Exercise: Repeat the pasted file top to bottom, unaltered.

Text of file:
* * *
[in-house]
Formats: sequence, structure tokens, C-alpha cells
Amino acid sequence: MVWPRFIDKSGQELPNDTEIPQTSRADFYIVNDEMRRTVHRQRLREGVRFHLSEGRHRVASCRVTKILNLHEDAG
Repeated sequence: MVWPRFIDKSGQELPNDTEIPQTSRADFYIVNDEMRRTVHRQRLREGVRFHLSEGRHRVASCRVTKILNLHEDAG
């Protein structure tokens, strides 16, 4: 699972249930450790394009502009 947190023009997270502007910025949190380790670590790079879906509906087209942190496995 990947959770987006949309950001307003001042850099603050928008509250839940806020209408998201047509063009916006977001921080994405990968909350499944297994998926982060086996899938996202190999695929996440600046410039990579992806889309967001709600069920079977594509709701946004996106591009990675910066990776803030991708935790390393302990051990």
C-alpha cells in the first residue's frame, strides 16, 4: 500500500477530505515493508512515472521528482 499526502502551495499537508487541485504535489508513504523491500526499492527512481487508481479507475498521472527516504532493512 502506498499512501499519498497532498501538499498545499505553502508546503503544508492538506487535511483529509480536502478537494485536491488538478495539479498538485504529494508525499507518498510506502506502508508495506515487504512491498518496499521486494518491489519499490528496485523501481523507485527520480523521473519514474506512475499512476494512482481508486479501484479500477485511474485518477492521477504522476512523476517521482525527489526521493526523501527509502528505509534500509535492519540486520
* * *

[in-house]
Formats: sequence, structure tokens, C-alpha cells
Amino acid sequence: MVWPRFIDKSGQELPNDTEIPQTSRADFYIVNDEMRRTVHRQRLREGVRFHLSEGRHRVASCRVTKILNLHEDAG
Repeated sequence: MVWPRFIDKSGQELPNDTEIPQTSRADFYIVNDEMRRTVHRQRLREGVRFHLSEGRHRVASCRVTKILNLHEDAG
């Protein structure tokens, strides 16, 4: 699972249930450790394009502009 947190023009997270502007910025949190380790670590790079879906509906087209942190496995 990947959770987006949309950001307003001042850099603050928008509250839940806020209408998201047509063009916006977001921080994405990968909350499944297994998926982060086996899938996202190999695929996440600046410039990579992806889309967001709600069920079977594509709701946004996106591009990675910066990776803030991708935790390393302990051990």
C-alpha cells in the first residue's frame, strides 16, 4: 500500500477530505515493508512515472521528482 499526502502551495499537508487541485504535489508513504523491500526499492527512481487508481479507475498521472527516504532493512 502506498499512501499519498497532498501538499498545499505553502508546503503544508492538506487535511483529509480536502478537494485536491488538478495539479498538485504529494508525499507518498510506502506502508508495506515487504512491498518496499521486494518491489519499490528496485523501481523507485527520480523521473519514474506512475499512476494512482481508486479501484479500477485511474485518477492521477504522476512523476517521482525527489526521493526523501527509502528505509534500509535492519540486520